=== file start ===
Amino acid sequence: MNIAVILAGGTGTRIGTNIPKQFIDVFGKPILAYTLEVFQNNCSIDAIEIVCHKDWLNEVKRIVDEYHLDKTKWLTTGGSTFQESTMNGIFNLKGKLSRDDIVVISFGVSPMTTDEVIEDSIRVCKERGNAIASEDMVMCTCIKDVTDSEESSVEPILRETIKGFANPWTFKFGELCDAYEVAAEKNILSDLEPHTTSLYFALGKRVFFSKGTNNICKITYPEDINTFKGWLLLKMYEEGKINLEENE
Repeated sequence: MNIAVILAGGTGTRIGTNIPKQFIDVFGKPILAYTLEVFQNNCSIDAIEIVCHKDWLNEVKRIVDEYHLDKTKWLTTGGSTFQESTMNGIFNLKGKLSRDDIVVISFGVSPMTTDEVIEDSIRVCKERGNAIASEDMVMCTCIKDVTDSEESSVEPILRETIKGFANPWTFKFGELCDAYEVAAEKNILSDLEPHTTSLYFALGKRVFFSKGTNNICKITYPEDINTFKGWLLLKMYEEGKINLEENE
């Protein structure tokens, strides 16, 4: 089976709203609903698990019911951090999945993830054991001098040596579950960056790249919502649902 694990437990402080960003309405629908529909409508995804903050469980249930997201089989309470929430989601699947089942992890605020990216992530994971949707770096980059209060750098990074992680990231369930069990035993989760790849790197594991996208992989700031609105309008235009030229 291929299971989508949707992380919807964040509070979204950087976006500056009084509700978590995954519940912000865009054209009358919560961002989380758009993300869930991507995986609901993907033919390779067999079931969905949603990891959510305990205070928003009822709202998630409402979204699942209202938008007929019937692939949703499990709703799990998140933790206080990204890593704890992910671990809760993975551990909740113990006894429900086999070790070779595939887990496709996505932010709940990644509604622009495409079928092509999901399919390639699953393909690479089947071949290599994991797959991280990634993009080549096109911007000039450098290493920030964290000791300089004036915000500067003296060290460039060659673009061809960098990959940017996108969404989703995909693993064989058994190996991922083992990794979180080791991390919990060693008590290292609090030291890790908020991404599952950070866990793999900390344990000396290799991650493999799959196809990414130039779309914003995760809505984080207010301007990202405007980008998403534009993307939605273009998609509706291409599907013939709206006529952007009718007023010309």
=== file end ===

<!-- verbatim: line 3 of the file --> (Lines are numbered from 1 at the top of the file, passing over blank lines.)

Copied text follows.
């Protein structure tokens, strides 16, 4: 089976709203609903698990019911951090999945993830054991001098040596579950960056790249919502649902 694990437990402080960003309405629908529909409508995804903050469980249930997201089989309470929430989601699947089942992890605020990216992530994971949707770096980059209060750098990074992680990231369930069990035993989760790849790197594991996208992989700031609105309008235009030229 291929299971989508949707992380919807964040509070979204950087976006500056009084509700978590995954519940912000865009054209009358919560961002989380758009993300869930991507995986609901993907033919390779067999079931969905949603990891959510305990205070928003009822709202998630409402979204699942209202938008007929019937692939949703499990709703799990998140933790206080990204890593704890992910671990809760993975551990909740113990006894429900086999070790070779595939887990496709996505932010709940990644509604622009495409079928092509999901399919390639699953393909690479089947071949290599994991797959991280990634993009080549096109911007000039450098290493920030964290000791300089004036915000500067003296060290460039060659673009061809960098990959940017996108969404989703995909693993064989058994190996991922083992990794979180080791991390919990060693008590290292609090030291890790908020991404599952950070866990793999900390344990000396290799991650493999799959196809990414130039779309914003995760809505984080207010301007990202405007980008998403534009993307939605273009998609509706291409599907013939709206006529952007009718007023010309």